Prevalence Of Depression And Its Potential Contributing Factors In Patients With Enterostomy A Metaanalytic Survey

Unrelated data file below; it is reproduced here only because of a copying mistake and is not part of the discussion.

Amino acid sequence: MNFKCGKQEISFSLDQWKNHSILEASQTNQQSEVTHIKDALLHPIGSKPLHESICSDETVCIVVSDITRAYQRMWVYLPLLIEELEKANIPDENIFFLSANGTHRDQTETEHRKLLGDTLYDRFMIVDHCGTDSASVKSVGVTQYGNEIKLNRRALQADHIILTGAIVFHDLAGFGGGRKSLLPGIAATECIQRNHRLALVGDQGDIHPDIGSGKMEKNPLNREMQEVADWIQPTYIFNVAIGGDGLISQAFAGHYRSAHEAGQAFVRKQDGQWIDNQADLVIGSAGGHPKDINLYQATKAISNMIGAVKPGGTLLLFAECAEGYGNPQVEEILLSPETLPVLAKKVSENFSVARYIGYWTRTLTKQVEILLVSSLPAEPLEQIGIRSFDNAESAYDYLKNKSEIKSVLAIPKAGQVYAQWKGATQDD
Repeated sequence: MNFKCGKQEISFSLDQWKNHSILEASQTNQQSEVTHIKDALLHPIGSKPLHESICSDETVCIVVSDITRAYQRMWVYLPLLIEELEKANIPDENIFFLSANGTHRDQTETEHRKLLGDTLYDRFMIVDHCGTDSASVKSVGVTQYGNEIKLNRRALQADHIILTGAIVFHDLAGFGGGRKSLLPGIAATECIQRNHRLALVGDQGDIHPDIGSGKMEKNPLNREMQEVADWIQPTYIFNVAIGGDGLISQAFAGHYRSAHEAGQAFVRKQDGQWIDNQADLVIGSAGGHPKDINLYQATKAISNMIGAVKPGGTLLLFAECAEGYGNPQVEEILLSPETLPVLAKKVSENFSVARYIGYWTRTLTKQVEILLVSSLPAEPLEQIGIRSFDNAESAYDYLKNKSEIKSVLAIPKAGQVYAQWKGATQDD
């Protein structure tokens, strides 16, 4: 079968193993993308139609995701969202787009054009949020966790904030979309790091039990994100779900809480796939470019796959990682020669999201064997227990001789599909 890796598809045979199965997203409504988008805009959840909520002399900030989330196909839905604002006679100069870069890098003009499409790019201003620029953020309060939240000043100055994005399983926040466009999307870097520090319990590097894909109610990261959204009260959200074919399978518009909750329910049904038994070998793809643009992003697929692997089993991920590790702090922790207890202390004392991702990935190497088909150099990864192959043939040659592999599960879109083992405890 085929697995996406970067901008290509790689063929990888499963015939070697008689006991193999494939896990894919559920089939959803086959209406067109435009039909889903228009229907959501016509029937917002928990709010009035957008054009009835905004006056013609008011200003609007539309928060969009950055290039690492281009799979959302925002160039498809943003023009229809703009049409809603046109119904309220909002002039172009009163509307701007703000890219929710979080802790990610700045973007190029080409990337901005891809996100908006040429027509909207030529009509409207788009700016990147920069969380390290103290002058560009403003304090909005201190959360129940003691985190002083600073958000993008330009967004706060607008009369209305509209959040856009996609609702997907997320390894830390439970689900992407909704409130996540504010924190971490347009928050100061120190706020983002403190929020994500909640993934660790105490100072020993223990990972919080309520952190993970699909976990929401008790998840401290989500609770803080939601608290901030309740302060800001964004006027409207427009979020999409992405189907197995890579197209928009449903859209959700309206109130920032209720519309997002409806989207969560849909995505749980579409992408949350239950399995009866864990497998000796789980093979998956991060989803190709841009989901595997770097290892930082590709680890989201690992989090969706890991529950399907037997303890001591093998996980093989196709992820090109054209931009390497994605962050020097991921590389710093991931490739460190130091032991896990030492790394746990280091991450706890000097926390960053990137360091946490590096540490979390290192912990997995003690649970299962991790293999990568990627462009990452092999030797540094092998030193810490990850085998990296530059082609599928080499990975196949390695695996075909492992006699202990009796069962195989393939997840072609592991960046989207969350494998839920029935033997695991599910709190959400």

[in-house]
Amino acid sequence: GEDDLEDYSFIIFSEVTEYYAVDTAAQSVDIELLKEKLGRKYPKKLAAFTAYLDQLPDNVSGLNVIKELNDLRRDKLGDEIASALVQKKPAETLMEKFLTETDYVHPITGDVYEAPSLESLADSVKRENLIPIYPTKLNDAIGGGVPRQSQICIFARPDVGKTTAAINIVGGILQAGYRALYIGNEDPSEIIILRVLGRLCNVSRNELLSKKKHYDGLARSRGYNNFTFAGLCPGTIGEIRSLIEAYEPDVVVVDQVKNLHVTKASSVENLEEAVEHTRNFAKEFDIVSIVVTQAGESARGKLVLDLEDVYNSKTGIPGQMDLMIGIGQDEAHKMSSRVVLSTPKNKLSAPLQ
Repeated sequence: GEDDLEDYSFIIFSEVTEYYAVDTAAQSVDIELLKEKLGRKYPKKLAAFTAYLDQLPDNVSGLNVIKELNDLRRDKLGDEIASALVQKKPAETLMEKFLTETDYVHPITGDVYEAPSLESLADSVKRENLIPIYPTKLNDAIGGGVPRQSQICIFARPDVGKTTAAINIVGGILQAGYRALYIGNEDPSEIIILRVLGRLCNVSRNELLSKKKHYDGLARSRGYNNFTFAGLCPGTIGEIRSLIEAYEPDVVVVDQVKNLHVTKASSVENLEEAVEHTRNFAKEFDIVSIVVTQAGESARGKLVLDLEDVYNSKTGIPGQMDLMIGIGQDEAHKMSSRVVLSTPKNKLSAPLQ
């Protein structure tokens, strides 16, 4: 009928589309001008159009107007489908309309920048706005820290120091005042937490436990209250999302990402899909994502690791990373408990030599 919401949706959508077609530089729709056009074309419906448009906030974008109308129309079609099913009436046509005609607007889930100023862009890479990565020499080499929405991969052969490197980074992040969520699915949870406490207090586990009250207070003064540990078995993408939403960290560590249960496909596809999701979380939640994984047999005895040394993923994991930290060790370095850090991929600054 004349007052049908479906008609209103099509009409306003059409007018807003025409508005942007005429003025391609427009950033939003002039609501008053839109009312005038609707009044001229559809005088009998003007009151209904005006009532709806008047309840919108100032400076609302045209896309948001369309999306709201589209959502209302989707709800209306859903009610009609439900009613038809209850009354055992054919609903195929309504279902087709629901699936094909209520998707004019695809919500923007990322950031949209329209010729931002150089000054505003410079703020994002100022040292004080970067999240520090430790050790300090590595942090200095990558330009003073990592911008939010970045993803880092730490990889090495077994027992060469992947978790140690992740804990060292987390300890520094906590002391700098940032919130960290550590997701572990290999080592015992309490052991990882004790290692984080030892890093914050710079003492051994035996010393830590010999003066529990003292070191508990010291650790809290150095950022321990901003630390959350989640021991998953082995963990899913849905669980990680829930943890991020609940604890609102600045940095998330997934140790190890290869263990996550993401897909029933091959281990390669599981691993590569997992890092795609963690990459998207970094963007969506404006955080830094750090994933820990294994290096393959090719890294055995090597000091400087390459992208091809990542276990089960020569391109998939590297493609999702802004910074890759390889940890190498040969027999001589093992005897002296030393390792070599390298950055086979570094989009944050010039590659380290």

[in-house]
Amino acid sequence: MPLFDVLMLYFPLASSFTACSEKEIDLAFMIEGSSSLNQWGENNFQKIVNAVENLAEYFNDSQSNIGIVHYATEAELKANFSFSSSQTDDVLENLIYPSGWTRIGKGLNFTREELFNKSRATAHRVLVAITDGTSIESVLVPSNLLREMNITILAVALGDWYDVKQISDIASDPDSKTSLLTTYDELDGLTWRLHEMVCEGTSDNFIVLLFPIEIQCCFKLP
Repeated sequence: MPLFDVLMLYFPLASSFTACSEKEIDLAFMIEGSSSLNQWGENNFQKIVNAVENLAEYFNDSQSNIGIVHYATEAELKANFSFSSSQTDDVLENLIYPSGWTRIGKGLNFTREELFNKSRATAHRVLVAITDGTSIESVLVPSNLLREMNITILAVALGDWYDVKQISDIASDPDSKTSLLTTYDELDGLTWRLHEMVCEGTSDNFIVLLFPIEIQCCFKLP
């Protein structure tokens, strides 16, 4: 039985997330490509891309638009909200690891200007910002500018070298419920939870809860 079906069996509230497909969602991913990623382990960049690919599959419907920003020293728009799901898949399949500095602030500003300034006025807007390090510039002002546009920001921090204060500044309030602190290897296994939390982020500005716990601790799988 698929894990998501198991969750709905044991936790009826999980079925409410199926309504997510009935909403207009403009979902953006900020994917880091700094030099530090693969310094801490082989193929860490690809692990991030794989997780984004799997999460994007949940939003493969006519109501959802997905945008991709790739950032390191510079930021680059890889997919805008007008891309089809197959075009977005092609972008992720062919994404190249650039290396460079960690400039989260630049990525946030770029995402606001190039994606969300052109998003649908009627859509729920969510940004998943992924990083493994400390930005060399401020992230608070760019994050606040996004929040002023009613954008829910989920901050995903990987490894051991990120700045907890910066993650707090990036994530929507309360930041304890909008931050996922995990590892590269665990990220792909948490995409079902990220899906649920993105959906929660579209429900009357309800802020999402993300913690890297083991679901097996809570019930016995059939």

Introduction Depression affects around 350 million people worldwide; it has been identified by the World Health Organization as the single largest factor contributing to global disability (1). Depression can impair normal functioning, adversely impact patients’ quality of life, and increase morbidity and mortality (2). An intestinal stoma or enterostomy can be defined as a surgically created channel between the intestine and the skin surface. Colostomy and ileostomy are the most common types of enterostomy; the term also comprises cecostomy, jejunostomy, and duodenostomy. The enterostomy can be permanent or temporary; the latter type can be reversed in a subsequent surgical anastomosis. The function of an enterostomy generally includes the diversion of fecal flow as well as the decompression of the distal gut in the context of obstruction. Indications for enterostomy typically include gastrointestinal tract malignancies, inflammatory bowel disease (IBD), and intestinal obstruction. The United Ostomy Associations of America (UOAA) estimates that 725,000 to 1,000,000 patients in the United States live with an ostomy, while 100,000 new patients a year undergo an ostomy-forming surgery (3). Patients living with an enterostomy can face medical, psychological, and social challenges, which collectively contribute to a reduction in their quality of life (QoL) (4, 5). Medical complications include skin erosions, stomal necrosis, stomal prolapse, parastomal hernias, and dehydration (6, 7). Socially, stoma patients may also be burdened by sexual problems as well as inconveniences with clothing, travel, and worries about the noise and appearances caused by the stoma (8–10). The significant implications of stomas on patients’ mental health have also been well reported in the literature. Problems with adjustment have been shown to be common and are affected by multiple factors, such as pre-stoma education, physiological complications, and ability to care for the stoma (8, 11). One study reported that the depression rates in rectal cancer patients with a colostomy were significantly higher than the national norm (12). Emotional responses such as self-disgust and stigma have also been shown to be negatively associated with stoma acceptance (13). In a retrospective cohort analysis of 481 patients with IBD, stoma formation was noted to be independently associated with anxiety and depression. This study also reported an increase in the rates of anxiety and depression among patients who have recently undergone stoma formation (14). Another study found that the psychosocial needs and anxiety arising from the stoma formation were also significant in predicting patients’ psychosocial behavioral reactions post-stoma (15). Despite the presence of multiple studies examining the prevalence of anxiety and depression among these patients, there has not yet been a meta-analysis to establish the prevalence of depressive symptoms in patients with stomas, or to ascertain whether stoma placement is associated with a higher risk of depression in patients (16–24). Depression has both nonmodifiable risk factors, including family and personal history of depression, as well as modifiable risk factors, such as pain, sleep disturbances, social support, and person–environment fit (25–28). Across cultures, there is wide variability in prevalence estimates of depression, though social demographic correlates and the adverse effects of major depression are consistent (29). In addition, the presence of multimorbidity is a potential risk factor for depression. In one meta-analysis, the risk of depressive disorder was found to be 3 times higher in patients with multimorbidity compared to those without any chronic physical conditions (30). As described above, those with a physical condition like a stoma may suffer from both physical and social dysfunction due to their physical condition, which may contribute to further psychological impairments such as depression (31). Risk factors for depression in patients with stomas have varied widely across studies. They include social isolation, availability of familial support, marital status, socioeconomic status, perceived quality of life and health status, permanence of the stoma, changes in body image, and stoma-related complications, as well as psychiatric and physical comorbidities (18, 20–22, 24, 31). This meta-analysis therefore aims to establish the pooled prevalence of depression among patients with enterostomy, as well as to assess possible factors associated with the development of depression. This may inform the need to implement relevant interventions to address stoma-related depression. Materials and methods Literature search strategy Relevant published studies were identified by searching the following databases (with an end date of May 2022) in order to extract all relevant articles: PubMed, Embase, PsycINFO, Cochrane, CINAHL, Scopus, and Web of Science. The search terms used are summarized as follows: (ostomy or stomas or stoma or enterostomy or cecostomy or colostomy or duodenostomy or ileostomy or jejunostomy or “surgical stoma” or “surgical stomas”) and (depression or “depressive symptoms” or “major depressive disorder” or “depressive illness” or “depressive disorder” or “depressive disease” or “depressive state” or depress* or [(psychological or psychosocial or mental) and (health or illness or state or outcome* or consequence* or need* or wellbeing or well-being)]. Eligibility criteria and study selection The inclusion criteria were as follows: (a) the study is a peer-reviewed cross-sectional study; (b) the study involved patients with enterostomies; (c) the study used validated self-reported or clinician-rated tools in defining cases of depression; and (d) the article was in English. Studies that did not report the prevalence of depression among the sampled patients with enterostomies were excluded, as were gray literature and unpublished works. As this meta-analysis mainly involved extracting data from other published studies, an institutional review board approval was not required. Data extraction Prior to selection, all articles were first de-identified. The title and abstract of each study was then independently reviewed and shortlisted by three authors (CLLC, KKW, and TSWW). Any disagreement was resolved by discussion between the three authors, in consultation with the senior author (MWBZ). The articles were then screened based on their titles and abstracts, and the shortlisted articles were evaluated against the inclusion and exclusion criteria. This selection procedure was conducted in accordance with the Preferred Reporting Items for Systematic Reviews and Meta-analyses (PRISMA) guidelines (32). After the decision on selected articles was finalized, the authors then consolidated the following information in a standard data extraction form: (1) publication details (title; authors); (2) details of the included patients (mean age; population; type of enterostomy; indication of enterostomy); (3) details of the criteria used for defining depression cases (validated instrument used; self-reported or clinician-rated); and (4) percentage of depression cases within the enterostomy population and subpopulations. Risk of bias assessment A quality assessment of the included studies was conducted using the Newcastle-Ottawa scale for nonrandomized studies adapted for cross-sectional studies, as employed in previous studies (33–35). The studies were assessed across the following domains: selection (representativeness of the exposed cohort, satisfactory sample size, response rate and accounting of nonrespondents, and validity of ascertainment of exposure); comparability of outcome groups; and outcomes (assessment of outcome groups and appropriateness of statistical testing). Statistical analysis All statistical analyses were performed using the Comprehensive Meta-Analysis version 3.0 based on the random-effects model and methods established by previous studies (36, 37). Random-effects modeling was used for this analysis because it assumes varying effect sizes between studies due to heterogeneity in study design and population. Heterogeneity between studies was measured using the I2 statistic, which describes the percentage of variability among effect estimates beyond that expected by chance. I2 values below 25% imply low heterogeneity, I2 values of 50% imply moderate heterogeneity, and values of 75% or more imply high heterogeneity. A meta-regression analysis was performed such that potential factors (both continuous and categorical) that might have contributed to the overall heterogeneity of the pooled effect size could be identified. The regression coefficients and the associated z-values and p-values are reported in the following sections. Subgroup analysis was undertaken to investigate the effects of categorical variables. We compared the prevalence of depression in enterostomy patients between subgroups based on the country and region of the study, as well as the indication for the enterostomy. Egger’s regression test was conducted to determine the presence of publication bias. In cases where significant publication bias was present, the classic fail-safe test was performed to determine the number of missing studies that would be required for the p-value of the publication bias among the observed studies to be > 0.05. Results Literature search results A total of 6,954 articles were identified from the database search, within which 2,899 duplicate records were identified. All remaining articles [4,055] were screened based on their title and abstract; 3,967 articles were excluded during this step, as they were found to be irrelevant to the aims of the present study and to not be directly related to depression in patients with enterostomy. A total of 88 papers were subsequently selected for full-text assessment. Based on this assessment, 79 studies were excluded for the following reasons: 27 lacked depression-related outcomes; seven had a study population that was not exclusive to enterostomy patients; six were not cross-sectional; eight had no data on depression prevalence in the studied population; nine used instruments that were not validated for defining cases of depression; four studies were not in English; 17 studies full text was unavailable; and 1 study was not yet published in a peer-reviewed journal. Characteristics of the included studies The final data set comprises 9 studies with a pooled cohort size of 823 patients. Figure 1 illustrates the selection of the articles, and the characteristics of the included studies are presented in Table 1. Figure 1. PRISMA flowchart describing the study selection. Table 1. Characteristics of the included studies. Pooled prevalence of depressive symptoms The pooled prevalence of depressive symptoms among patients with enterostomy using the random-effects model was 41.6% [95% confidence interval [CI]: 25.4%−59.7%, Q-value = 145.794, df = 8, p 2 = 1.124, I2 = 94.513]. The meta-analysis shows a statistically significant heterogeneity across the included studies. Figure 2 shows the forest plot generated for these patients and the prevalence of depressive symptoms. Figure 2. Summary plot for the quality assessment of included studies. Factors moderating the prevalence of depressive symptoms A meta-regression was undertaken to explore the impact of a priori sources of heterogeneity across individuals in all studies. It was found that mean age (B = −0.082, Z = −0.71, p = 0.4806) and proportion of male gender (B = 3.1063, Z = 0.57, p = 0.5674) were non-significant moderators (Table 2). Table 2. Meta-regression analysis on the sources of heterogeneity. Subgroup analysis A subgroup analysis of the prevalence rates of depression in the context of various categorical moderators was also performed (Table 3). Among all the moderators sampled, the indications for enterostomy, as well as the geographic region of the patients, were significant moderators. With regards to the indications for enterostomy, the pooled prevalence of depression in patients with enterostomy and colorectal cancer was 34.4% (95% CI: 27.2–42.4%). This was the highest prevalence overall; patients with enterostomy and IBD had a depression prevalence of 32.7% (95% CI: 6.7–76.7%) and patients with enterostomy and fecal incontinence had a prevalence of 11.0% (95% CI: 5.4–21.1%), p = 0.003. Table 3. Subgroup analysis on selected sources of heterogeneity. In terms of geographic region, the pooled prevalence of depression in patients with enterostomy in Africa was the highest, at 88.2% (95% CI: 76.1–94.6%). The prevalences in the Middle East and North America were the next highest, at 52.1% (95% CI: 2.5–97.9%) and 51.9% (95% CI: 44.1–59.6%), respectively. The prevalence of depression was lowest in Europe, at 15.4% (95% CI: 9.7–23.6%). Results of the risk of bias assessment and publication bias A quality assessment of the included studies was performed using the Newcastle-Ottawa scale for nonrandomized studies adapted for cross-sectional studies; the summary of this assessment is presented in Figure 3. Further details on the assessment are presented in Supplementary Table 3. All of the included studies were deemed to be at least satisfactory. Figure 3. Forest plot showing the prevalence of depression among patients with enterostomy in the included studies. Publication bias was also tested for using funnel plots and Egger’s regression test. Bias was evident in the meta-analysis of all studies (intercept = 1.46, 95% CI: −7.30–10.22, t = 0.40, df = 7, p = 0.704). Based on the classic fail-safe test, 70 additional studies would required for every study included in this meta-analysis in order to nullify these bias results. Discussion This study represents, to the best of our knowledge, the first meta-analysis that examines the prevalence of depression among patients with enterostomy across different countries. The aggregated prevalence of depression in patients with enterostomy was 41.6%, suggesting that approximately 4 in 10 of these patients are likely to be clinically depressed. This aggregated prevalence was around 10 times higher than the estimated global prevalence of depression of 3.8% (38), suggesting that the presence of an enterostomy is strongly associated with depression. This is not unexpected, as other studies have demonstrated a clear relationship between stomas and body image issues, feelings of self-disgust, and a reduction in perceived quality of life due to various inconveniences and complications arising from the stoma (4, 5, 13). Meta-regression analysis revealed that the proportion of male gender and the mean age of the patients were not significant moderators and did not account for the high heterogeneity in the pooled prevalence of depression reported. It is interesting to note that gender was not a significant moderator, given the known gender difference in the prevalence of depression between women and men (2:1) (39). However, our findings vary from the outcomes of previous studies where mixed outcomes have been demonstrated for the effects of gender on the psychosocial wellbeing of patients with enterostomy. A study by Gautam et al. on the effect of gender on psychosocial adjustment in Nepalese patients with colorectal cancer and ostomies found that men had significantly lower psychosocial adjustment scores and reported more negative emotions (40). In contrast, Krouse et al. reported that female survivors of rectal cancer with an ostomy had significantly worse psychological wellbeing (41). These differences were attributed to differences in acceptance and social engagement for men, and to worries relating to isolation and familial distress for women. It should, however, be noted that these studies used quality-of-life tools to measure psychosocial wellbeing and were not directly measuring the prevalence of clinical depression, and were therefore not included in this meta-analysis. Our findings on the effect of age on depression prevalence may also differ from individual studies not included in this meta-analysis, such as the study by Park et al. (31) that found that older patients with stomas have a higher prevalence of depression, at 50.7%. This finding was associated with factors such as social isolation, poor financial status, and perceived health status (31). With their increased likelihood of disability and of having multiple chronic medical conditions, the elderly population is, as a group, vulnerable to depression; this may be further exacerbated by the presence of a stoma, as well as by the underlying condition requiring stoma formation (42). It is also noteworthy that the presence of a stoma can significantly worsen the symptoms that are more prominent in elderly depression, such as insomnia and somatic complaints, due to the discomfort and inconvenience arising from the stoma (43). The subgroup analysis showed that aggregated depression prevalence varied as a function of the underlying indication for an enterostomy. The pooled prevalence of depression was highest in patients with colorectal cancer, followed by patients with inflammatory bowel disease and fecal incontinence. This finding corroborates previous studies that have established an increased prevalence of depression compared to the general population in both patients with colorectal cancer (ranging from 1.6 to 57%) and patients with inflammatory bowel disease (22–28.5%) (44, 45). The circumstances affecting this difference are likely to be multifactorial in origin and could possibly be attributed to the prognosis of the underlying condition, as well as to extra-stoma symptoms related to it. This correlates with Orive et al.’s cohort study on patients with colorectal cancer, which demonstrated that on follow-up, worsening depression was associated with having more comorbidities, having a stoma, and experiencing complications after interventions (46). Hu et al. in constructing a risk nomogram for postoperative depression in patients with colorectal cancer, revealed that comorbidities, postoperative complications, and the presence of a stoma were significant indicators for depression, among other factors including socio-economic status, gender, and functional status (47). In patients with colorectal cancer, the development of depression may be linked to a poor prognosis associated with the diagnosis; other contributing factors may include physical stress such as pain, fatigue, and changes in stool frequency arising from the disease and its treatments, such as surgery and chemotherapy (48, 49). IBD has also been strongly correlated with depression in established studies included in previous meta-analyses by Barberio et al. and Neuendorf et al. whereby the pooled prevalence of depression was higher in female patients, patients with Crohn’s disease, and patients with more active disease (45, 50). Interestingly, Luo et al. have also corroborated a possible bidirectional relationship between IBD and depression (51). It has also been posited that pro-inflammatory mediators associated with IBD can also be a contributing factor to depression (52, 53). In IBD, other contributing factors include uncertainty of the underlying prognosis as well as cancer risk (53). Treatment itself can also add to the risk of the development of depression—especially so with the use of pharmacological interventions such as corticosteroids and antibiotics, which include depression as a potential side effect (54, 55). While our study depicted that the differences in depression between patients with different indications for an enterostomy may also be due to differences in the duration of time living with a stoma, we were unable to conduct further meta-regression analysis for the duration of time living with stoma, or further subgroup analysis on the effects of the permanence of the stoma, in this meta-analysis. In terms of geographic region, the pooled prevalence of depression in enterostomy patients was highest in African nations, followed by the Middle East, North America, Asia, South America, and Europe. Based on the findings of the 2019 Global Burden of Disease Study on the global and regional burden of mental disorders, the prevalence of depressive disorders across regions correlated well with the differences in depression rates in patients with stoma seen in our results (56). The prevalence of depressive disorders in the general population was also found to be highest in sub-Saharan Africa (4,540.1 per 100,000 people) followed by the Middle East (4,348.9 per 100,000 people) and by North America (4,270.3 per 100,000 people) (56). Our study included 2 papers from Asian countries, i.e., Sri Lanka and China. The prevalence of depressive disorders in the general population is higher in South Asia (3,794.7 per 100,000 people) compared to East Asia (2,720.1 per 100,000 people) (56). The higher rates of depression in South Asia could have contributed to the overall higher prevalence in Asia of depression in people with stoma. The differences in the overall prevalence of depressive disorders across countries could be one factor accounting for the differences in prevalence rates of depression in patients with stoma. Other than the overall difference in prevalence rates across cultures, specific factors accounting for regional differences in depression rates among patients with enterostomy could include differences in standards of psychosocial support, the availability of facilities and interventions aimed at providing support for people with stoma, and cultural factors such as social stigma and awareness about living with a stoma. This is a significant consideration, as it has been shown that the presence of, and post-surgery access to, a psychosocial intervention program is beneficial to the mental health and quality of life of people who recently underwent stoma formation. A meta-analysis found that psychosocial interventions during the post-intervention period had a significant benefit on quality of life in patients with colorectal cancer (57). Similarly, a study found that a psychosocial intervention program for patients with colorectal cancer and stoma found significant effects on acceptance of the stoma in the intervention group (58). However, the exact factors that account for the differences in depression rates in patients across different regions, such as post-surgery care and support, are difficult to generalize, and further research is being conducted to explore this discrepancy. Upcoming studies, such as the mixed-method Stoma Care For Improvement Research (STARFISH) study, can shed more light on the differences in stoma care between high-income and low- and middle-income countries (59). This will include exploring the amount of support received, the challenges faced, and access to services and supplies for the care of stomas in low- and middle-income countries (59). Further research could explore the differences across cultures that could influence depression rates and psychological distress in patients with stoma. Strengths The strengths of this review include the comprehensiveness of the search strategy, which covered a wide range of databases and studies across different regions and countries, as well as the inclusion of meta-regression and subgroup analysis. Our results should therefore be relevant to clinicians and multidisciplinary teams in terms of raising awareness of the prevalence of depression among patients with enterostomy, and in terms of screening and preventive strategies to reduce the detrimental effects of depression on the care of these patients. Limitations However, due to the limited availability of studies with appropriate datasets, we were unable to perform further detailed subgroup analyses, such as comparing clinician-rated and self-reported depression scales, or meta-regression analysis on the mean duration of enterostomy. Furthermore, due to the nature of the data reported (e.g., reporting of odds ratios instead of prevalence), some studies could not be included; their inclusion would have improved the strength of our subgroup analysis in domains such as the mean age of patients with stomas. Furthermore, since all of the studies included were cross-sectional, causality or temporal association between depression and having an enterostomy cannot be firmly established. Lastly, despite the meta-regression analysis conducted, the effect of gender on depressive symptoms and prevalence in patients with enterostomies may not yet be clearly established, in view of variable findings from other studies using different outcome measures. Clinical relevance and implications These findings affirm the need for continuous psychosocial support for people with stoma. This suggests that there is room for additional roles to be filled by various health care disciplines in caring for patients with enterostomy, such as through pre- and post–stoma formation interventions. For instance, Koç et al. have shown that the implementation of pre-stoma “prehabilitation,” including a preoperative “introduction” of the stoma appliance to the patient and postoperative education, has led to improved self-care ability and quality of life, as well as reduced propensity to anxiety and depression (60). A greater understanding of the factors influencing the development of depression in patients with enterostomy will also be helpful in efforts to develop appropriate interventions to reduce the morbidity caused by depression. Areas of interest include factors such as pre-surgery depression, self-efficacy, illness perception, and coping mechanisms, as identified by Foster et al. (61) and Knowles et al. (62). Conclusion This meta-analysis reports that the pooled prevalence of depression among patients with enterostomy is 41.6%. Upon meta-regression analysis, age and gender were not found to explain the high heterogeneity in the pooled prevalence, while the indications for enterostomy formation and geographic region were identified as potential sources of heterogeneity. This meta-analysis also draws attention to the importance of assessing the psychological aspects of health in surgical patients, including patients with enterostomy, and discusses possible factors influencing the development of clinical depression. Given the high prevalence of depression, it is important for further studies to elucidate psychopathological pathways in the development of clinical depression among patients with enterostomy, and for measures to be developed to provide appropriate psychosocial support and interventions at different stages of the enterostomy creation process. Data availability statement The original contributions presented in the study are included in the article/Supplementary material, further inquiries can be directed to the corresponding author. Author contributions All authors listed have made a substantial, direct, and intellectual contribution to the work and approved it for publication. Conflict of interest The authors declare that the research was conducted in the absence of any commercial or financial relationships that could be construed as a potential conflict of interest. Publisher’s note All claims expressed in this article are solely those of the authors and do not necessarily represent those of their affiliated organizations, or those of the publisher, the editors and the reviewers. Any product that may be evaluated in this article, or claim that may be made by its manufacturer, is not guaranteed or endorsed by the publisher. 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